Ottawa Redblacks president Mark Goudie has sent the message to the league office loud and clear: his franchise is ready to play football at all costs in 2021.
Although, Goudie won’t be shocked to hear the outcome of the recent board of governors meetings leading to the season kick-off being delayed.
“I’d like to see us commit to fans that we’re going to be back and playing, but I don’t know that we need to box ourselves in. We can watch and see how the situation develops and pick the route that’s best for us,” Goudie said on TSN 1200 radio in Ottawa.
“If you ask people what they expect to happen, personally from the governors to the presidents, they are confident that we can get back to playing football in a safe format. What they are less confident about is when they’re going to be able to get what they need in place to be able to put fans in the stands.”
That’s the key element for the league overall, bums in seats decreases the CFL’s financial losses if any number of games are played. The CFL unveiled its 2021 schedule in November with the pre-season slated to begin on Sunday, May 23. The regular season is scheduled to get underway on Thursday, June 10 and the Grey Cup is currently set for Sunday, November 21 in Hamilton.
“What we’ve told the league as the Redblacks is we’re good to go, tell us when. If that means no fans to start, fine by us. Not happy about it, but fine by us. If that means no commitment on fans, but we need to push going the season, we’ll do that. So we’re good to go, whenever that happens,” Goudie said.
“That’s the question right now, do teams take a leap of faith? Understanding that we’re going to figure this out. Vaccinations are arriving, we got off to a horribly slow start, but things are going well, Canada is one of the top per capita vaccinators in the last couple of weeks. Things are now going in the right direction, we just have to have some faith.”
OSEG owns the Redblacks and the Ottawa 67’s of the Ontario Hockey League, which in 2016 had a value of over $55 million. Roger Greenberg, OSEG’s chairman and managing partner, was named Canada’s 74th richest person by Canadian Business in 2018 with a net worth of $1.57 billion.
“I have the luxury, working for the owners that we work for, that they will allow us to push the button and say, ‘We’ll take that risk.’ We know there’s no guarantees, we expect that we’re going to have fans, but there’s no guarantees. Go ahead and call everybody back, let’s get training camp going,” Goudie said.
“If we need to start and there’s nobody in the stands for the first couple games, that’s the way it is, we’ll take that risk. I’m not sure that everybody’s in that same position, so I don’t think it’s a confidence thing. It’s just having the ability to push that button with your ownership’s approval, that we’re good to go, we’re committing, we’re in regardless of what happens.”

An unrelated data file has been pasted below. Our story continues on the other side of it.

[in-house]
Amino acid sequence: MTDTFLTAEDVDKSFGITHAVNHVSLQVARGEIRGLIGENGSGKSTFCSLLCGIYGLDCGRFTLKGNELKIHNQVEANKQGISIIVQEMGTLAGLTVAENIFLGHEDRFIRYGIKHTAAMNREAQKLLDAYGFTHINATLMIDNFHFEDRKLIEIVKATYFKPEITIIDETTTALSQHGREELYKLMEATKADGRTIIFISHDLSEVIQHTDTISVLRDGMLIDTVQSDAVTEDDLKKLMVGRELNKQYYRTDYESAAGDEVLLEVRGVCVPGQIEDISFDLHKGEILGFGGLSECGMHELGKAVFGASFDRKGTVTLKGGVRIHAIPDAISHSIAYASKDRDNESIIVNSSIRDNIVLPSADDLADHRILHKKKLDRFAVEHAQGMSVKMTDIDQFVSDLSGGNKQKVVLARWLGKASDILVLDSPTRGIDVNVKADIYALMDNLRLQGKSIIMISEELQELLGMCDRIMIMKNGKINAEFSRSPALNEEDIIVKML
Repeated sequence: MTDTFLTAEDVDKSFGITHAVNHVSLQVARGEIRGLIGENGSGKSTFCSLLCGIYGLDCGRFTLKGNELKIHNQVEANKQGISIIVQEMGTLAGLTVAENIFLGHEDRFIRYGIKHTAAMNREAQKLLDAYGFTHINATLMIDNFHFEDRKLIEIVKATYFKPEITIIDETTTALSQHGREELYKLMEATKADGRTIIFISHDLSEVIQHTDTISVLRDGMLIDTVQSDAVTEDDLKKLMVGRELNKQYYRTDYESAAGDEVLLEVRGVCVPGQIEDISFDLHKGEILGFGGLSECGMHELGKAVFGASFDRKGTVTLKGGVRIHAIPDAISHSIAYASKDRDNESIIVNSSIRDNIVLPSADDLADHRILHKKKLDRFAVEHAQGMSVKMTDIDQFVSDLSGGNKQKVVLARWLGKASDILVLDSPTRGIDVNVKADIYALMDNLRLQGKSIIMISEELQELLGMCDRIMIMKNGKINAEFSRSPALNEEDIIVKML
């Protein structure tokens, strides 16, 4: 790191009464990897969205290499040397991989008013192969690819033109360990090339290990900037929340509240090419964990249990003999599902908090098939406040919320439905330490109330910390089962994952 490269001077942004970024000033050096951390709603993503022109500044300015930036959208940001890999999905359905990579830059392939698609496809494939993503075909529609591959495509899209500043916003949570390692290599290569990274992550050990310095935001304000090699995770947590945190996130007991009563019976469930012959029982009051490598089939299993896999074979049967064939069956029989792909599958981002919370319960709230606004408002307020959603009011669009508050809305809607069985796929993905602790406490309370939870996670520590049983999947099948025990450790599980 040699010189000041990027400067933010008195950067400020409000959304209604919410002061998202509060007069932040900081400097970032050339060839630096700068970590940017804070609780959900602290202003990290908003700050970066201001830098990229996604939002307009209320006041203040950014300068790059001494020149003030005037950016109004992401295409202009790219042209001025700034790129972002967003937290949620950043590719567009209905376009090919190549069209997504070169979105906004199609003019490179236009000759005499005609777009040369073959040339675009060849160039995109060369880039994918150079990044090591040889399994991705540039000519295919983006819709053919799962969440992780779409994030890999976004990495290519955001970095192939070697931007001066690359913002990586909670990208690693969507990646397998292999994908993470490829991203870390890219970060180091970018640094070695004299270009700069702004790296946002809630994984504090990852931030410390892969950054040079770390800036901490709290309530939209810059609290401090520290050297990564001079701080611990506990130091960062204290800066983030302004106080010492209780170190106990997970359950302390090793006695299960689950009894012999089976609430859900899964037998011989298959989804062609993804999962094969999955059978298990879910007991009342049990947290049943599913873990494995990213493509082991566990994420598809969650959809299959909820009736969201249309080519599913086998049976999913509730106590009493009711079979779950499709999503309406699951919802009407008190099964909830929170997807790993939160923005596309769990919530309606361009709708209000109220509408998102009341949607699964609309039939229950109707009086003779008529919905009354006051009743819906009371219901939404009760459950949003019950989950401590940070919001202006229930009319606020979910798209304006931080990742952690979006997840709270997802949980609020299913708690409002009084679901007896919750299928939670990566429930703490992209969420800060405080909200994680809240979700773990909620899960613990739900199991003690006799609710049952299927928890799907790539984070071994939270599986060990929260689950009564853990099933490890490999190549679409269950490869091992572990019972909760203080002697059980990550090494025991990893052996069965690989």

On Thursday, April 15, Ontario set a new single-day high reporting 4,736 cases of COVID-19 — that number pushed the total over 400,000 in the province since the pandemic began. Due to the spiking case counts, premier Doug Ford declared a one-month stay at home order on Wednesday, April 7, and recently extended it until Thursday, May 20.
“It’s tough to have wholesome conversations with the province given what’s happened with rates and public health over the last couple of weeks,” Goudie said.
“But in the next couple of weeks, we can start having more of those conversations, and hopefully getting a high degree of confidence that we’re just in to a matter of time now before we can get something in place and get on with cheering on football in our home stadiums.”
The league office and players’ union began meetings during the second week of February with a focus on playing football in 2021. The two sides have submitted return to play health and safety plans to various levels of government in Canada. Each province would have to give approval with the feds needing to provide the final stamp.
“I see the numbers in Ottawa are down under 200 for the first time in a couple weeks. The dark clouds are starting to lift here. We got a couple difficult weeks ahead of us, but I’m confident that when we get through into the summer we’re going to be in a much better, much different place,” Goudie said.
“The countries that are ahead of us, UK, Israel, and it pains me to say, the United States, you’ve seen what’s happened to their case rates. They’re falling off a cliff when they get enough vaccines in. I assume that’s going to happen to us, and I assume that’s going to allow us to welcome some number of fans for Redblacks football this summer.”
In 2013, Goudie was hired by the Ottawa Sports and Entertainment Group as chief financial officer. The 30-plus-year sports executive took on the responsibility of chief operating officer in April 2018. He remains committed to putting pro three-down football back on the field this year.
“I said a couple weeks ago: ‘We’re playing football this year.’ And I stand by that. There’s things we can’t control, but I’m 90 percent sure we’re going to play football this year,” Goudie said.
“And I expect that at some point we’re going to be welcoming fans to be part of that. How many? I don’t know, but I expect that this year we’re going to play football — we have to.”